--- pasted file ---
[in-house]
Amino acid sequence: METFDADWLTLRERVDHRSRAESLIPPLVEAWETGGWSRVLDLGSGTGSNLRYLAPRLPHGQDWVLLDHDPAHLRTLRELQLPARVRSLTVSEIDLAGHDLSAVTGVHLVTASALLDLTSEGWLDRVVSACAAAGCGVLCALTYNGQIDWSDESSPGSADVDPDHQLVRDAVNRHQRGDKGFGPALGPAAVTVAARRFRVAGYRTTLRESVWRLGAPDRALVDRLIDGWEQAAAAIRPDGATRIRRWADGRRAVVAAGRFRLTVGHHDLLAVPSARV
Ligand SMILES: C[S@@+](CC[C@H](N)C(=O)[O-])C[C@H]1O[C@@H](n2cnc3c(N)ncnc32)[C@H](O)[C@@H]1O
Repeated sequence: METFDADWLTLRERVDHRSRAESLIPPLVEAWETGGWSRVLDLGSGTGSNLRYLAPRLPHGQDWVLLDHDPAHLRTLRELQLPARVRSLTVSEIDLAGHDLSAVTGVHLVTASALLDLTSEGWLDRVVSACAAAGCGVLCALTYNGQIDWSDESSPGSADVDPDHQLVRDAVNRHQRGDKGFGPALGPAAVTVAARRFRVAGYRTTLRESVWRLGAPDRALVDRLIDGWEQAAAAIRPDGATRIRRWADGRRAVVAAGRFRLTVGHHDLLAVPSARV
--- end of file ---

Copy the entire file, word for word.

[in-house]
Amino acid sequence: METFDADWLTLRERVDHRSRAESLIPPLVEAWETGGWSRVLDLGSGTGSNLRYLAPRLPHGQDWVLLDHDPAHLRTLRELQLPARVRSLTVSEIDLAGHDLSAVTGVHLVTASALLDLTSEGWLDRVVSACAAAGCGVLCALTYNGQIDWSDESSPGSADVDPDHQLVRDAVNRHQRGDKGFGPALGPAAVTVAARRFRVAGYRTTLRESVWRLGAPDRALVDRLIDGWEQAAAAIRPDGATRIRRWADGRRAVVAAGRFRLTVGHHDLLAVPSARV
Ligand SMILES: C[S@@+](CC[C@H](N)C(=O)[O-])C[C@H]1O[C@@H](n2cnc3c(N)ncnc32)[C@H](O)[C@@H]1O
Repeated sequence: METFDADWLTLRERVDHRSRAESLIPPLVEAWETGGWSRVLDLGSGTGSNLRYLAPRLPHGQDWVLLDHDPAHLRTLRELQLPARVRSLTVSEIDLAGHDLSAVTGVHLVTASALLDLTSEGWLDRVVSACAAAGCGVLCALTYNGQIDWSDESSPGSADVDPDHQLVRDAVNRHQRGDKGFGPALGPAAVTVAARRFRVAGYRTTLRESVWRLGAPDRALVDRLIDGWEQAAAAIRPDGATRIRRWADGRRAVVAAGRFRLTVGHHDLLAVPSARV